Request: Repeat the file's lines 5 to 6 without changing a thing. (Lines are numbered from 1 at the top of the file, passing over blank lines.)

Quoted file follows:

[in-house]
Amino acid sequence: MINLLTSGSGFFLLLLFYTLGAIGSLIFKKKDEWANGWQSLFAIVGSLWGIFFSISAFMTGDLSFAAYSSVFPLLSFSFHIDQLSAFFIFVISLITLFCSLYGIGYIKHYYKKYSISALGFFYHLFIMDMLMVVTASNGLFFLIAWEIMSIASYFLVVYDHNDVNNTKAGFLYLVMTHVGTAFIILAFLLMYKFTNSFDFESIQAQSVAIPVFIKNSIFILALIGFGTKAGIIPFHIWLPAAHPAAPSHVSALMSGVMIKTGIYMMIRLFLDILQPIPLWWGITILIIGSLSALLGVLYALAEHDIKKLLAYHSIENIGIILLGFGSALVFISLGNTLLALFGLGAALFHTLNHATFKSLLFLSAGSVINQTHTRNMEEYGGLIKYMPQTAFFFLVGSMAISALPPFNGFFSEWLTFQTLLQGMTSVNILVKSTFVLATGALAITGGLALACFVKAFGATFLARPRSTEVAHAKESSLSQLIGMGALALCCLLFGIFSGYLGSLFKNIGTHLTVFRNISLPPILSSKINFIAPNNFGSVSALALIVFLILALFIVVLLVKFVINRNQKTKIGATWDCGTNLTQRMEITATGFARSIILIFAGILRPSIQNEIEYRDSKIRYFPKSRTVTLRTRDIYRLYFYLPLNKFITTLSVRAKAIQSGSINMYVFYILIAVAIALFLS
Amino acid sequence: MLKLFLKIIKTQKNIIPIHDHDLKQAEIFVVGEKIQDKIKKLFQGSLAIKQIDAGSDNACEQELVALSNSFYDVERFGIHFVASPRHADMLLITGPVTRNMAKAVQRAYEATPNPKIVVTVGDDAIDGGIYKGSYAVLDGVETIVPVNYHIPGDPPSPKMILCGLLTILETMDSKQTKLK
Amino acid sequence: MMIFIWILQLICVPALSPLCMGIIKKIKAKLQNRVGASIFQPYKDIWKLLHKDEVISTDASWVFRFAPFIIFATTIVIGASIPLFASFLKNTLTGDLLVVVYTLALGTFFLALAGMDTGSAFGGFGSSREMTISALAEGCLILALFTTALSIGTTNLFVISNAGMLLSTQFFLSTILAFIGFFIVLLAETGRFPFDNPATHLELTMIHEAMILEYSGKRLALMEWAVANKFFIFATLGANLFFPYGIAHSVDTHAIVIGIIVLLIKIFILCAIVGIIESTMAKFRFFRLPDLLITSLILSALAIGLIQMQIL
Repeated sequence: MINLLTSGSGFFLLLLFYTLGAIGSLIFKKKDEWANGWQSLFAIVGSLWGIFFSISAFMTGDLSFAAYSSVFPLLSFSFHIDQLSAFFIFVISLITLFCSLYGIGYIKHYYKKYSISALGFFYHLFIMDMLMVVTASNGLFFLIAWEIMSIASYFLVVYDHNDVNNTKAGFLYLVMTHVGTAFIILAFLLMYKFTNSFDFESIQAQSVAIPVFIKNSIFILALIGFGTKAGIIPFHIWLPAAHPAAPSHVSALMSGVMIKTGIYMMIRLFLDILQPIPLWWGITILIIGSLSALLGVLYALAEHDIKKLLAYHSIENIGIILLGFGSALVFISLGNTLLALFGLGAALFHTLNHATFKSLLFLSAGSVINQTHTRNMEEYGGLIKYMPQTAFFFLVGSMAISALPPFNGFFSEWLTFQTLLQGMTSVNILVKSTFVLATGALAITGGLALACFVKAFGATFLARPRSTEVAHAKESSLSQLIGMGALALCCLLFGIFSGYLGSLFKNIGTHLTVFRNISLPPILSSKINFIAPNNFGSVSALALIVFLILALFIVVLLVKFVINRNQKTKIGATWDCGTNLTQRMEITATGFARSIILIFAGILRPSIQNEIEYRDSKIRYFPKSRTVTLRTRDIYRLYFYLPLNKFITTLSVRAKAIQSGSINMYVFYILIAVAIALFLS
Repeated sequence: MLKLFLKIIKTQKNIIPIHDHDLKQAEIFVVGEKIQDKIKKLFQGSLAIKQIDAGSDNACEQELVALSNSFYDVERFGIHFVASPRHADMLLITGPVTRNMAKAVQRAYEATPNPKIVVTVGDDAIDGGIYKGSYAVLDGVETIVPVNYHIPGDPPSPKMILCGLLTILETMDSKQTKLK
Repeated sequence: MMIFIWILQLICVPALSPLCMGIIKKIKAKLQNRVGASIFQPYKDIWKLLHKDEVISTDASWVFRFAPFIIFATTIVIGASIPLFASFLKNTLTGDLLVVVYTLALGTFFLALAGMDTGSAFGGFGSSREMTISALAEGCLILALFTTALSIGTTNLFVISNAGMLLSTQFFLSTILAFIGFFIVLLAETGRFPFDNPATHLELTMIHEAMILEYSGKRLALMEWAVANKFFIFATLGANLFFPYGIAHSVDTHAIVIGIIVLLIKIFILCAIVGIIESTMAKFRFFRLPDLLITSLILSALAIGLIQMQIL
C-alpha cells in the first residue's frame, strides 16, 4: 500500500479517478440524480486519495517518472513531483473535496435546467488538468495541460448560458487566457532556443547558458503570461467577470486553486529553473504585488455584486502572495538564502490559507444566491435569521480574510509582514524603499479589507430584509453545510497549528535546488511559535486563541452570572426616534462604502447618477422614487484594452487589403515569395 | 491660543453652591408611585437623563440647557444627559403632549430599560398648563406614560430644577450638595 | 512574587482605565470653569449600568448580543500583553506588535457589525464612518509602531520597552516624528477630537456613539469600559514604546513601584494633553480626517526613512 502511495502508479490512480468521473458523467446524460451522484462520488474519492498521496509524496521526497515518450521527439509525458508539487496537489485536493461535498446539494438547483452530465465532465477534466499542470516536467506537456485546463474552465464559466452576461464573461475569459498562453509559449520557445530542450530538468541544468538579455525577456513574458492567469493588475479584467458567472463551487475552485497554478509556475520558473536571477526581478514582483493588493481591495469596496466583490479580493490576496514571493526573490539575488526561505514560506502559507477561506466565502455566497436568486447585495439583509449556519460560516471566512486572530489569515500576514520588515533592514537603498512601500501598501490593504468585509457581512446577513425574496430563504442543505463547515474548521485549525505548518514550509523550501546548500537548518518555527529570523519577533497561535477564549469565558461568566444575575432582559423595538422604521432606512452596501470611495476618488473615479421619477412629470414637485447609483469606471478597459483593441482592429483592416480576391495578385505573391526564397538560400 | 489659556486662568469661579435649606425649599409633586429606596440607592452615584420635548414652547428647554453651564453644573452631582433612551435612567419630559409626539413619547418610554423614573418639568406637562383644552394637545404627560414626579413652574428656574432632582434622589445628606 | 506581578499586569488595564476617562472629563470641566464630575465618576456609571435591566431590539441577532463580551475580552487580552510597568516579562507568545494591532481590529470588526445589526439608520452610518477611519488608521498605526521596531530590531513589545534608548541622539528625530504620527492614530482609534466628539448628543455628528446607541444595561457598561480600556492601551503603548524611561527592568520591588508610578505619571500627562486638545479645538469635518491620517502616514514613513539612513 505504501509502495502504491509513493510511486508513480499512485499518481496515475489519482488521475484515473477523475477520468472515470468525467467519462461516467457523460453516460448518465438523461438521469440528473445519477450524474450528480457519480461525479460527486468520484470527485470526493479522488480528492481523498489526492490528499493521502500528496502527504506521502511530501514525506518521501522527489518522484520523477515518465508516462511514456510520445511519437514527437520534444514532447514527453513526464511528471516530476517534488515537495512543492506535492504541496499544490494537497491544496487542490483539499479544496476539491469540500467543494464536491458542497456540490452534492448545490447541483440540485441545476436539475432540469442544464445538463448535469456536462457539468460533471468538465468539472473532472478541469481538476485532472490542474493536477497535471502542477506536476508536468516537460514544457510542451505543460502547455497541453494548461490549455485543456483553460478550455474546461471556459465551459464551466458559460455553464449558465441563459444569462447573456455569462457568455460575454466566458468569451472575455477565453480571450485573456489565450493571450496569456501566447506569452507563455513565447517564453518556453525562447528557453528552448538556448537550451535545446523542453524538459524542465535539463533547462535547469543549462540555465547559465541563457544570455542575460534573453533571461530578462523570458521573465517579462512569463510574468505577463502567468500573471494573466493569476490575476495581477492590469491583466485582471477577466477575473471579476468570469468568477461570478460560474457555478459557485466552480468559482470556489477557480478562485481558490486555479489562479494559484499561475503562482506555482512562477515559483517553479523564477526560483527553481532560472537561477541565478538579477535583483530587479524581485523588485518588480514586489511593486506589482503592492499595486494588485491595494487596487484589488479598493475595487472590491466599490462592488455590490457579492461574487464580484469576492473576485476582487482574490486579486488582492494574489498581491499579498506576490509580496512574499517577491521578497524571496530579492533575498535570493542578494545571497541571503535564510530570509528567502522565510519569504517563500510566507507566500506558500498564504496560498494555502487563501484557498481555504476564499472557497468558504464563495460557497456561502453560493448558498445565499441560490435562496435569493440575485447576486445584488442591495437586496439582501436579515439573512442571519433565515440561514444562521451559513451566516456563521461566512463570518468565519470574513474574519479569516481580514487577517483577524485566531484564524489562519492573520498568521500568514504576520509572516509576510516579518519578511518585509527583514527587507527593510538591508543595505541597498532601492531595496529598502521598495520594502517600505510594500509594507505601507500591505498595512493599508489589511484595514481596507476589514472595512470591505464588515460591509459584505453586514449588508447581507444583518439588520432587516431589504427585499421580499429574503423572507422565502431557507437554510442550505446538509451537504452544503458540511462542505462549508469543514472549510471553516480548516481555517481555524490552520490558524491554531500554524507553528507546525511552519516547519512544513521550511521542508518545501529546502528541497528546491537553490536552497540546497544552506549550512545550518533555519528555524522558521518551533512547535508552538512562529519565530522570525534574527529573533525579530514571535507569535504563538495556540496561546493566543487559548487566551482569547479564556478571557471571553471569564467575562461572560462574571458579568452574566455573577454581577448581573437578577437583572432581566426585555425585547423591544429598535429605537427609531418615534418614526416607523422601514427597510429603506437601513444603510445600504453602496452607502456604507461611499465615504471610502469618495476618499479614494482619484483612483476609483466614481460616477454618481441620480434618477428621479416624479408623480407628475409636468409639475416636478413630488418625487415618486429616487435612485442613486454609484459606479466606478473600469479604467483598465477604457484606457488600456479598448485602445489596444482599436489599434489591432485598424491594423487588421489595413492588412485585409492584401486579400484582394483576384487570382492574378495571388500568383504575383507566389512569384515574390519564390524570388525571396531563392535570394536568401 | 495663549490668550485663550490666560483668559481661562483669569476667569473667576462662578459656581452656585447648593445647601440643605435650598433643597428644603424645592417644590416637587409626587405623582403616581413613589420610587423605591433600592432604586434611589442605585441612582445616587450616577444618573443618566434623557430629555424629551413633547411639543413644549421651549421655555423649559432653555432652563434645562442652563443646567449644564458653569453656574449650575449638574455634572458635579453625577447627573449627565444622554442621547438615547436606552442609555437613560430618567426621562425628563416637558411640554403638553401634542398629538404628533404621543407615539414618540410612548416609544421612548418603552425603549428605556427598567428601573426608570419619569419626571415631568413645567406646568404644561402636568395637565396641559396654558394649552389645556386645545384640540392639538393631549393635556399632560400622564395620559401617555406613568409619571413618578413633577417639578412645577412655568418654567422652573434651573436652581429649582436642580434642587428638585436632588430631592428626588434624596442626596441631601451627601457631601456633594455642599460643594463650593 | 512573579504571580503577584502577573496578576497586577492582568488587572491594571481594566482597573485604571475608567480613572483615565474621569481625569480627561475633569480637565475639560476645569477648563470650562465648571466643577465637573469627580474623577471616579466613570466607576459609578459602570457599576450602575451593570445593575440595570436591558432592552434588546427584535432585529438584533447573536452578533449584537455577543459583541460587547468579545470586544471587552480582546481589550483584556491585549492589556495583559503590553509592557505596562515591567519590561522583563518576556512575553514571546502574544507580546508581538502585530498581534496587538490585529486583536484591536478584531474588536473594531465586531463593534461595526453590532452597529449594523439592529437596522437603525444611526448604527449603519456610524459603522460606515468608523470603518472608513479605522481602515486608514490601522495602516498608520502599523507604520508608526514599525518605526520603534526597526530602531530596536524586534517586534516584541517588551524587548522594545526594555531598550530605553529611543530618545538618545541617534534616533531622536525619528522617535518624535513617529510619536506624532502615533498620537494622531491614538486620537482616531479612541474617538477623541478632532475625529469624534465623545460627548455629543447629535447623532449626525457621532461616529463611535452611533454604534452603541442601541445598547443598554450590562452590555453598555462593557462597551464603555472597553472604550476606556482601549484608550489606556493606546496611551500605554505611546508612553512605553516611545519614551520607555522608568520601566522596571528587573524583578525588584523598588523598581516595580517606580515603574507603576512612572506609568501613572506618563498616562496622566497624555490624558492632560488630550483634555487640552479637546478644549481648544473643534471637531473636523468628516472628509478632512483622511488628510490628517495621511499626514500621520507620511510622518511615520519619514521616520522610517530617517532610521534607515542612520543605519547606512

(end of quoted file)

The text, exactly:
Repeated sequence: MINLLTSGSGFFLLLLFYTLGAIGSLIFKKKDEWANGWQSLFAIVGSLWGIFFSISAFMTGDLSFAAYSSVFPLLSFSFHIDQLSAFFIFVISLITLFCSLYGIGYIKHYYKKYSISALGFFYHLFIMDMLMVVTASNGLFFLIAWEIMSIASYFLVVYDHNDVNNTKAGFLYLVMTHVGTAFIILAFLLMYKFTNSFDFESIQAQSVAIPVFIKNSIFILALIGFGTKAGIIPFHIWLPAAHPAAPSHVSALMSGVMIKTGIYMMIRLFLDILQPIPLWWGITILIIGSLSALLGVLYALAEHDIKKLLAYHSIENIGIILLGFGSALVFISLGNTLLALFGLGAALFHTLNHATFKSLLFLSAGSVINQTHTRNMEEYGGLIKYMPQTAFFFLVGSMAISALPPFNGFFSEWLTFQTLLQGMTSVNILVKSTFVLATGALAITGGLALACFVKAFGATFLARPRSTEVAHAKESSLSQLIGMGALALCCLLFGIFSGYLGSLFKNIGTHLTVFRNISLPPILSSKINFIAPNNFGSVSALALIVFLILALFIVVLLVKFVINRNQKTKIGATWDCGTNLTQRMEITATGFARSIILIFAGILRPSIQNEIEYRDSKIRYFPKSRTVTLRTRDIYRLYFYLPLNKFITTLSVRAKAIQSGSINMYVFYILIAVAIALFLS
Repeated sequence: MLKLFLKIIKTQKNIIPIHDHDLKQAEIFVVGEKIQDKIKKLFQGSLAIKQIDAGSDNACEQELVALSNSFYDVERFGIHFVASPRHADMLLITGPVTRNMAKAVQRAYEATPNPKIVVTVGDDAIDGGIYKGSYAVLDGVETIVPVNYHIPGDPPSPKMILCGLLTILETMDSKQTKLK